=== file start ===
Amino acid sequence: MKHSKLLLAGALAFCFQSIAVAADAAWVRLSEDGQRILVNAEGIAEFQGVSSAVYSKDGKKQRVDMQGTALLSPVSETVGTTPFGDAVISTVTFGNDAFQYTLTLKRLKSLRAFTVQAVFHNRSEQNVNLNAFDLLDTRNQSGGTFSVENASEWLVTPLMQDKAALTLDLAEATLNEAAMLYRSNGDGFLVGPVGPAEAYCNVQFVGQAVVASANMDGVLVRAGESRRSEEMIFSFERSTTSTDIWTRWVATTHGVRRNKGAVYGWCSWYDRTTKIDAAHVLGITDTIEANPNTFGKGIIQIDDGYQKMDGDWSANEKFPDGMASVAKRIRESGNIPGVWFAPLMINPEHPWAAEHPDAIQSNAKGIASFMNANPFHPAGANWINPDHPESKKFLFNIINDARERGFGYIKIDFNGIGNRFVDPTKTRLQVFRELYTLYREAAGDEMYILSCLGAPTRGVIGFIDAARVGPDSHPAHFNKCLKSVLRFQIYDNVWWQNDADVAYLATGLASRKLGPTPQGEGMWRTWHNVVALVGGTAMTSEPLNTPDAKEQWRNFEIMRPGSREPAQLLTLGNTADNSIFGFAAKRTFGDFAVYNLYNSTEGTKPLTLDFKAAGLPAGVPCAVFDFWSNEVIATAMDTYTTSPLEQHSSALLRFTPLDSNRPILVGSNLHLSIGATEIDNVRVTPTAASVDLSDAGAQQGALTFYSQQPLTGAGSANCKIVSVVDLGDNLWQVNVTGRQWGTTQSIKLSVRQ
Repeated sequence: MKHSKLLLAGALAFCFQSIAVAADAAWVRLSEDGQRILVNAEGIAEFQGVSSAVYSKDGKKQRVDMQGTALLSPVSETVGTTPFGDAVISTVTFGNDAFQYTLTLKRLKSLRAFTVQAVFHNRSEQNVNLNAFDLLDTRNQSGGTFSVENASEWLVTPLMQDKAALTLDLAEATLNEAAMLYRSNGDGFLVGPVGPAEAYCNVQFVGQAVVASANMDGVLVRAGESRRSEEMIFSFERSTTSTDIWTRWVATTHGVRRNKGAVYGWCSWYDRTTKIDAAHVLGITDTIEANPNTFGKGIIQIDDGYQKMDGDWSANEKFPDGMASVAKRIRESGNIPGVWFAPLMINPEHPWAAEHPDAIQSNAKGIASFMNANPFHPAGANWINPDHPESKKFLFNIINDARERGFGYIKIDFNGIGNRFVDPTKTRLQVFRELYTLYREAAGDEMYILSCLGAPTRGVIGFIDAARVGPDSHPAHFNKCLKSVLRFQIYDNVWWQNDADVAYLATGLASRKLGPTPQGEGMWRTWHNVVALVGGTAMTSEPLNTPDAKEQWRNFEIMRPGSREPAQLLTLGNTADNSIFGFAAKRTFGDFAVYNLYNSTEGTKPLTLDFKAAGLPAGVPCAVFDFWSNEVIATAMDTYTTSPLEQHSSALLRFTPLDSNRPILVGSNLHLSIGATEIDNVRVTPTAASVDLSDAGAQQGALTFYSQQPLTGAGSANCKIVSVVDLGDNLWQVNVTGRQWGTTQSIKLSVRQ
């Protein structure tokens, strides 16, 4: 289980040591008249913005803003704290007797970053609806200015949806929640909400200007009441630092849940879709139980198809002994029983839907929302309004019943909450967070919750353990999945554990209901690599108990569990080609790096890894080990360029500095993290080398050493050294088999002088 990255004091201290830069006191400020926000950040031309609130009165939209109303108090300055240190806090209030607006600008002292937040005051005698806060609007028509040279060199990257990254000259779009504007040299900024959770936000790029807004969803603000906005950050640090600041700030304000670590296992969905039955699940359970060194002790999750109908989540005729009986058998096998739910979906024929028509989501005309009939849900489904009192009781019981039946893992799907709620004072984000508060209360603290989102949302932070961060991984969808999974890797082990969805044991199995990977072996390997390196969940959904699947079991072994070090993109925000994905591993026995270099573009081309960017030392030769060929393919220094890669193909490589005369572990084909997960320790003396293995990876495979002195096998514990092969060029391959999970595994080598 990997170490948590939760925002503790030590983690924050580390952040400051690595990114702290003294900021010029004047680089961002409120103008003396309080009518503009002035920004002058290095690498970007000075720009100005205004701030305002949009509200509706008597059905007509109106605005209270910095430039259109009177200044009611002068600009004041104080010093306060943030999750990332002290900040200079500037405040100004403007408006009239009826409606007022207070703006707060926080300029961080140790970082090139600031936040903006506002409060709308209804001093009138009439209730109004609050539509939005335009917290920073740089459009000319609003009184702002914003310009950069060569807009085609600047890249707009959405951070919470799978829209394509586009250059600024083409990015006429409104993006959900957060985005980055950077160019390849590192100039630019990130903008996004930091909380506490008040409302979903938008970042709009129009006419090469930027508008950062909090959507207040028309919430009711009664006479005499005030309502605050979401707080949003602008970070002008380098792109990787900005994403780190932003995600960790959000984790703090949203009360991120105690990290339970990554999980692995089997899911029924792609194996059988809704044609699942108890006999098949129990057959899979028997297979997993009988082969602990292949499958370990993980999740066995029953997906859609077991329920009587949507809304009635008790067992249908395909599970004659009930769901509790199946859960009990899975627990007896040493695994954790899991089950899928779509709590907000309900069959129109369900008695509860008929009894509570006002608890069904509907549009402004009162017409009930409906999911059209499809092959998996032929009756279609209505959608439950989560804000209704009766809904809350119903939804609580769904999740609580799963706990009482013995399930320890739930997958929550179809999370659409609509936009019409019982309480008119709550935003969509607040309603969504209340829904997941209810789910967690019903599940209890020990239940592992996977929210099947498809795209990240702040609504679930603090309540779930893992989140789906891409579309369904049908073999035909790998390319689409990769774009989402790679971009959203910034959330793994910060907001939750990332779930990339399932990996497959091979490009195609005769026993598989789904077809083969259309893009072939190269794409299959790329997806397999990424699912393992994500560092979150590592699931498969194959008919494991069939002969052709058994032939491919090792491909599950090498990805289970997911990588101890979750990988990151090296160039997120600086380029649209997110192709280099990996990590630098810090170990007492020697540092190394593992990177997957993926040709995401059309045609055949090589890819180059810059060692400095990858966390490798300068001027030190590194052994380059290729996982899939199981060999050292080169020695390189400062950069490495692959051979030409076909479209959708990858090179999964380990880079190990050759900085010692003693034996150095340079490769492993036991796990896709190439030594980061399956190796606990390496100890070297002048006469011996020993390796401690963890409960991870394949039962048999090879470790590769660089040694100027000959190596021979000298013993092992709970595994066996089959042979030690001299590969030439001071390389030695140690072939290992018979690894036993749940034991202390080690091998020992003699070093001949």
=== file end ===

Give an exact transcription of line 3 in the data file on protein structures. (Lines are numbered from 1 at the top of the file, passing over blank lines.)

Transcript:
């Protein structure tokens, strides 16, 4: 289980040591008249913005803003704290007797970053609806200015949806929640909400200007009441630092849940879709139980198809002994029983839907929302309004019943909450967070919750353990999945554990209901690599108990569990080609790096890894080990360029500095993290080398050493050294088999002088 990255004091201290830069006191400020926000950040031309609130009165939209109303108090300055240190806090209030607006600008002292937040005051005698806060609007028509040279060199990257990254000259779009504007040299900024959770936000790029807004969803603000906005950050640090600041700030304000670590296992969905039955699940359970060194002790999750109908989540005729009986058998096998739910979906024929028509989501005309009939849900489904009192009781019981039946893992799907709620004072984000508060209360603290989102949302932070961060991984969808999974890797082990969805044991199995990977072996390997390196969940959904699947079991072994070090993109925000994905591993026995270099573009081309960017030392030769060929393919220094890669193909490589005369572990084909997960320790003396293995990876495979002195096998514990092969060029391959999970595994080598 990997170490948590939760925002503790030590983690924050580390952040400051690595990114702290003294900021010029004047680089961002409120103008003396309080009518503009002035920004002058290095690498970007000075720009100005205004701030305002949009509200509706008597059905007509109106605005209270910095430039259109009177200044009611002068600009004041104080010093306060943030999750990332002290900040200079500037405040100004403007408006009239009826409606007022207070703006707060926080300029961080140790970082090139600031936040903006506002409060709308209804001093009138009439209730109004609050539509939005335009917290920073740089459009000319609003009184702002914003310009950069060569807009085609600047890249707009959405951070919470799978829209394509586009250059600024083409990015006429409104993006959900957060985005980055950077160019390849590192100039630019990130903008996004930091909380506490008040409302979903938008970042709009129009006419090469930027508008950062909090959507207040028309919430009711009664006479005499005030309502605050979401707080949003602008970070002008380098792109990787900005994403780190932003995600960790959000984790703090949203009360991120105690990290339970990554999980692995089997899911029924792609194996059988809704044609699942108890006999098949129990057959899979028997297979997993009988082969602990292949499958370990993980999740066995029953997906859609077991329920009587949507809304009635008790067992249908395909599970004659009930769901509790199946859960009990899975627990007896040493695994954790899991089950899928779509709590907000309900069959129109369900008695509860008929009894509570006002608890069904509907549009402004009162017409009930409906999911059209499809092959998996032929009756279609209505959608439950989560804000209704009766809904809350119903939804609580769904999740609580799963706990009482013995399930320890739930997958929550179809999370659409609509936009019409019982309480008119709550935003969509607040309603969504209340829904997941209810789910967690019903599940209890020990239940592992996977929210099947498809795209990240702040609504679930603090309540779930893992989140789906891409579309369904049908073999035909790998390319689409990769774009989402790679971009959203910034959330793994910060907001939750990332779930990339399932990996497959091979490009195609005769026993598989789904077809083969259309893009072939190269794409299959790329997806397999990424699912393992994500560092979150590592699931498969194959008919494991069939002969052709058994032939491919090792491909599950090498990805289970997911990588101890979750990988990151090296160039997120600086380029649209997110192709280099990996990590630098810090170990007492020697540092190394593992990177997957993926040709995401059309045609055949090589890819180059810059060692400095990858966390490798300068001027030190590194052994380059290729996982899939199981060999050292080169020695390189400062950069490495692959051979030409076909479209959708990858090179999964380990880079190990050759900085010692003693034996150095340079490769492993036991796990896709190439030594980061399956190796606990390496100890070297002048006469011996020993390796401690963890409960991870394949039962048999090879470790590769660089040694100027000959190596021979000298013993092992709970595994066996089959042979030690001299590969030439001071390389030695140690072939290992018979690894036993749940034991202390080690091998020992003699070093001949």